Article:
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New superintendent takes the reins

Superintendent Scott Smith begins a new era in Cedar Springs. Post photo by J. Reed.

by Judy Reed

Scott Smith, the new superintendent at Cedar Springs Public Schools, is ready to take on the challenge of building trust, collaboration, and healing within the district. “I’m excited,” he said.

Smith took over on July 1 from interim superintendent Mark Dobias.

So how does Smith plan to proceed? He said he plans to first start getting to know staff. “It’s about having conversations with people, getting a sense of their needs, and how we can best serve their work,” he explained. “Conversations with an elementary principal will be different than conversations with a grounds supervisor.”

Smith sees his role as someone that helps people maximize their talent, time, and ambition. “We need to make sure people have what they need to be wildly successful,” he explained.

He knows some people on staff and in the community will want to get things off their chest. He said that the healing piece would start with him listening. “I’ll listen to better understand the whys behind the way people felt; apologize for the district in cases where it’s needed; and take action to correct that,” he said.

What is Smith’s favorite thing about being an educator? “Educators help people to connect their gifts and talents to make a difference in their community and other people’s lives,” he explained. He said that he worked at Prince for a time, and learned things there that he still takes with him—things like putting others first, and adding to the bottom line. “There it was adding to the profit margin, but that’s what’s so cool about this work—here you are adding to the bottom line of a human being.”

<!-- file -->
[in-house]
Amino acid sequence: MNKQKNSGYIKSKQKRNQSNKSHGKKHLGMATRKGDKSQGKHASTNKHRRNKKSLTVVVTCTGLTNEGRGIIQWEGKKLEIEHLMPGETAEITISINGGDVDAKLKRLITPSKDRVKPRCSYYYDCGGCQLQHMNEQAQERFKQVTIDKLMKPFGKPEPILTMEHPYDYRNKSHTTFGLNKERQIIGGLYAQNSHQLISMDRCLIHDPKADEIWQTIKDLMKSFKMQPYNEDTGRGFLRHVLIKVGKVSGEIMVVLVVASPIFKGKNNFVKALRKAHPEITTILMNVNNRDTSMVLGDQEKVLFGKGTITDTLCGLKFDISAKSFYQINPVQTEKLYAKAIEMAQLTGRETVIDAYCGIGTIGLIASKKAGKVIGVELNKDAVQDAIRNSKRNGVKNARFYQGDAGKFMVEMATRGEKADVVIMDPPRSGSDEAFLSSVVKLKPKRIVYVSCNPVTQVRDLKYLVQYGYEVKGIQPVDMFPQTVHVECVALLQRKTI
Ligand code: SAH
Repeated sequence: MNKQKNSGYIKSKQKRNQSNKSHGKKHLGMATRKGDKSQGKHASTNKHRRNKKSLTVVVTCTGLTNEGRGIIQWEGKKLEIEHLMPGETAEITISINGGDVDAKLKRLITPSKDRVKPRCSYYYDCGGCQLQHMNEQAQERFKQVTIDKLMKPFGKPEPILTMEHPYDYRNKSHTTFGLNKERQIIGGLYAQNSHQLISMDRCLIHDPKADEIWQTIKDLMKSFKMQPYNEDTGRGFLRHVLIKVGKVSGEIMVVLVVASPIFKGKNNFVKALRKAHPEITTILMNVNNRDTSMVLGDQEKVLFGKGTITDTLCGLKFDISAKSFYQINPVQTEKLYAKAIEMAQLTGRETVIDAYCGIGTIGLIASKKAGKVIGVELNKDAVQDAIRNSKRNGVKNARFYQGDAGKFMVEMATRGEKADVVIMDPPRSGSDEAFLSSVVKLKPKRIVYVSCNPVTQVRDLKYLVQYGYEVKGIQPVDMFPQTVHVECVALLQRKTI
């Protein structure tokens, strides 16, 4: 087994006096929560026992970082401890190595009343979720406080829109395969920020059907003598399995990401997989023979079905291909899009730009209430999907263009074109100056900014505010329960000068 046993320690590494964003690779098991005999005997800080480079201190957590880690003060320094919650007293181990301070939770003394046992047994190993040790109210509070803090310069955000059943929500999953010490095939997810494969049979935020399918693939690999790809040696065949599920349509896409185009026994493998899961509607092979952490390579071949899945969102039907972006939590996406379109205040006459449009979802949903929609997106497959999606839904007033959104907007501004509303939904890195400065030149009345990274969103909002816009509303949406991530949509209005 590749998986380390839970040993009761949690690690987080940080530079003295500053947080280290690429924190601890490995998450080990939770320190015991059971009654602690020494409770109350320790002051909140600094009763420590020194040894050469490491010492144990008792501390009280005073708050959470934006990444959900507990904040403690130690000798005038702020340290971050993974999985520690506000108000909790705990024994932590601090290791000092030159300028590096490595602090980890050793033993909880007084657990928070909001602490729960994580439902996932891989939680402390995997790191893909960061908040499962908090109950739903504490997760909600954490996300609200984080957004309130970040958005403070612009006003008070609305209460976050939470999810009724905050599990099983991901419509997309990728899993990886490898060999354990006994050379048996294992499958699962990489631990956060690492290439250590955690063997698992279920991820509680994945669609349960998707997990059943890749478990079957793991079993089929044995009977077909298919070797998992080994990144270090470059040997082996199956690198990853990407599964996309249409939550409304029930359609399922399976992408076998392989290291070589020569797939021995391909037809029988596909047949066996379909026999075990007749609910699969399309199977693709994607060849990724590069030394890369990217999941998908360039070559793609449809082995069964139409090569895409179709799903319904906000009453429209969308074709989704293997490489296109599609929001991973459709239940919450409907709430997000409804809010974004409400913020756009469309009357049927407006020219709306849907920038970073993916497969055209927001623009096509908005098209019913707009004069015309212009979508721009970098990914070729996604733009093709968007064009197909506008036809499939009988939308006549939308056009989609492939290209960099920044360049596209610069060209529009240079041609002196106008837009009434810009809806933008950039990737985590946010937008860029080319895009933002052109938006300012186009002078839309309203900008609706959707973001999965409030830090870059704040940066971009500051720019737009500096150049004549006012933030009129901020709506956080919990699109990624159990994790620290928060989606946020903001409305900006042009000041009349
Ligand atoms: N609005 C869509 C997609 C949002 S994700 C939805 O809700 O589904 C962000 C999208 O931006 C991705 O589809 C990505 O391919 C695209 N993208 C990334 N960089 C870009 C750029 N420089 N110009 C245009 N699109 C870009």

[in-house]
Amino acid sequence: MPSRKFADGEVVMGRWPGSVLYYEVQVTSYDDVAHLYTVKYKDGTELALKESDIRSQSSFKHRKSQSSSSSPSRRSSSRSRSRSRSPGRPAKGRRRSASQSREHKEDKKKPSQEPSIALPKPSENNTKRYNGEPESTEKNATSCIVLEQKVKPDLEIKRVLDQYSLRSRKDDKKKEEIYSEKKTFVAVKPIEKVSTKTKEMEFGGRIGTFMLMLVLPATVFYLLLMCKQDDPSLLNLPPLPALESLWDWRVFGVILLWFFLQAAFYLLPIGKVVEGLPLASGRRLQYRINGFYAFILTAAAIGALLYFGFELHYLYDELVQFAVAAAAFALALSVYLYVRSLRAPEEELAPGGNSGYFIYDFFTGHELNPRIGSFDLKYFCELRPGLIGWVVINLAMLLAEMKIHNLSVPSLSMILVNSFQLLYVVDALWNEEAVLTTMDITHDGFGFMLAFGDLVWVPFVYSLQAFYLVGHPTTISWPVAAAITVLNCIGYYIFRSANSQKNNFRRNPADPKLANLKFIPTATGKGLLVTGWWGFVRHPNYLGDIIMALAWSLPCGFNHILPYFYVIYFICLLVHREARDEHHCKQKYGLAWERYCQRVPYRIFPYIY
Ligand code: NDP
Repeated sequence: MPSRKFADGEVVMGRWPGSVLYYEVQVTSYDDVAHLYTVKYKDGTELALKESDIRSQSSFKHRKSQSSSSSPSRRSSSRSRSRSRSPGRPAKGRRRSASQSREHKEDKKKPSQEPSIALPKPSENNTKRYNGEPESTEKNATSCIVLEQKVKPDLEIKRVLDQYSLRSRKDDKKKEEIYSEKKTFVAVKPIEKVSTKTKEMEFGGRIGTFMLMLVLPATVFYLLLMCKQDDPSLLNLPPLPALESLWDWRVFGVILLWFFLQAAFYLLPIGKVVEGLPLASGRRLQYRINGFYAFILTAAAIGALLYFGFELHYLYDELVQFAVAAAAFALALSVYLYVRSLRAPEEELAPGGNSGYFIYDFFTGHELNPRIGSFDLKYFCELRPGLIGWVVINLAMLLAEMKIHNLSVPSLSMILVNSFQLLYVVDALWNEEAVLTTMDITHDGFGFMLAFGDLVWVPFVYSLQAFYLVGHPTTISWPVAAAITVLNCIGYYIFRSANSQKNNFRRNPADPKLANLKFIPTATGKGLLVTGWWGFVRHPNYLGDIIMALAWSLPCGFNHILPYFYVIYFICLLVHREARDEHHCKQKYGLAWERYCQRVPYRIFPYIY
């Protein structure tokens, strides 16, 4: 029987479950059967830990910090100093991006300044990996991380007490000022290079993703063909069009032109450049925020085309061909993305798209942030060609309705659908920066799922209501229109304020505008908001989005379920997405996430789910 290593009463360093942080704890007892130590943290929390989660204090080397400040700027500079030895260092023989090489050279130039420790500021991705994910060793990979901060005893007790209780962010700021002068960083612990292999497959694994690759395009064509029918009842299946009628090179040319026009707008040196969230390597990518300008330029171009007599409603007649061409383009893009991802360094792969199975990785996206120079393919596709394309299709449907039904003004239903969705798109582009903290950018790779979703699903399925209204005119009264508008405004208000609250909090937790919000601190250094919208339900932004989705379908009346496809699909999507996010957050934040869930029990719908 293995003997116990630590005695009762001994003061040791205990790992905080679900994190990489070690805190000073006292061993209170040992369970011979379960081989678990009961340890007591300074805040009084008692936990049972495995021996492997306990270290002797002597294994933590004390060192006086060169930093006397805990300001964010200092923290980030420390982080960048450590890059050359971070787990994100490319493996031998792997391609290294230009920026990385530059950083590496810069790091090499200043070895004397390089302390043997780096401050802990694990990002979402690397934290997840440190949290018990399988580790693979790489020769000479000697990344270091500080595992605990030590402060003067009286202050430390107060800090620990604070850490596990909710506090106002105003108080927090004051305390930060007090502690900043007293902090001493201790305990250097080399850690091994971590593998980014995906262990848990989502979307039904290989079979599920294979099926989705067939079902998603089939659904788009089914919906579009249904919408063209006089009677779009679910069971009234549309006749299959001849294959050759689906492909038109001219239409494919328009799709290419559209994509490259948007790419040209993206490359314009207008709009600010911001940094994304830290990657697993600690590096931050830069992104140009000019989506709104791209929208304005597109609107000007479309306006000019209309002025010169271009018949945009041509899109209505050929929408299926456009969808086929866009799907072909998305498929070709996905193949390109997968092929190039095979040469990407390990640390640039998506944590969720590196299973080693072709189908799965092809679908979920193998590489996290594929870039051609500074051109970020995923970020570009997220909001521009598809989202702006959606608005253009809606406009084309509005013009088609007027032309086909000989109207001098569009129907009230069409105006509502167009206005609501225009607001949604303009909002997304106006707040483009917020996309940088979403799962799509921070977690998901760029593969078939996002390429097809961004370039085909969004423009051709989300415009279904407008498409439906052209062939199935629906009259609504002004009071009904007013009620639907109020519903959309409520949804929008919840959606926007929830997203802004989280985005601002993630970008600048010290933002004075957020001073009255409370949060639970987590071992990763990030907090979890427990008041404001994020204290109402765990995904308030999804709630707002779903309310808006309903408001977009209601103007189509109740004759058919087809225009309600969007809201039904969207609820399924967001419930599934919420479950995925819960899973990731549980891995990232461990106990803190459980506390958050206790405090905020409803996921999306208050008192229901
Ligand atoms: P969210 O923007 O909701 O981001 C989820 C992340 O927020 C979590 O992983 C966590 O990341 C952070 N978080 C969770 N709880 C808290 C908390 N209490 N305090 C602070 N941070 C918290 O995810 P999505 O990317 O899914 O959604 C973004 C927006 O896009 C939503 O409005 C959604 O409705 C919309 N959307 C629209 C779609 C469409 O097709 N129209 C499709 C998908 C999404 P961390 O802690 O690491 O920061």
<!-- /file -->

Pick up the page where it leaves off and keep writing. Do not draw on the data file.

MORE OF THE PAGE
Smith was born in Kalamazoo, but the family moved to Jackson when his dad, who worked for Consumers Energy, was transferred. So he grew up there, and graduated from Jackson Northwest High School. He came back to this side of the state when he attended Western Michigan University, where he received his Bachelor’s degree in Mathematics/Earth Science in 1998. He has stayed in West Michigan ever since, working at Holland Public Schools as a middle school science teacher; at Hamilton Community Schools as both an assistant Jr./Sr. high principal and middle school principal; and then Asst. Superintendent of Human Resources at Hudsonville.

Smith said that Cedar Springs has been on his radar as a district he would love to work in for some time. He applied for the Superintendent job in 2014 as well. “I was incredibly selective in the districts I applied to,” he explained. “Kent and Ottawa County is the best place in the world. I didn’t want to leave this part of the planet.”

Smith noted that he didn’t let the problems the district was having scare him away. “Everyone I talked to about Cedar Springs said that yeah, they might be going through a tough time, but that Cedar was known for its strength and richness of community,” he said.

Smith and his wife Sarah are currently getting their house in Hamilton ready to sell so that they can move to Cedar Springs. The couple has been married since 2001 and has two boys, ages 25 and 22, who are on their own. “We felt like it was a good time to reestablish roots somewhere else,” he said.

Sarah works at Helen DeVos Children’s Hospital as a schoolteacher and liaison to patients there. She both teaches children and has teams of volunteers she oversees that come in to help.

Smith said that he plans to be active in the community, and get to know residents, by engaging in things like Rotary, the Chamber, and other groups. “Living here will be a big help,” he said.

He is also always open to talking with people. He said that people can reach him however they think best—through the suggestion box on the website, through email, or they can call the office. If they want to meet, he can do that. He also plans to be on hand at school activities such as band concerts, plays, and sporting events.

What would Smith like to say to residents in the district?

“Thank you for this opportunity to serve. If you have a question, reach out to us—to our teachers, principals, and district. It’s our job to take care of the needs of this community from an educational perspective. Let us know how we can help you.”

 

 

 

 

 

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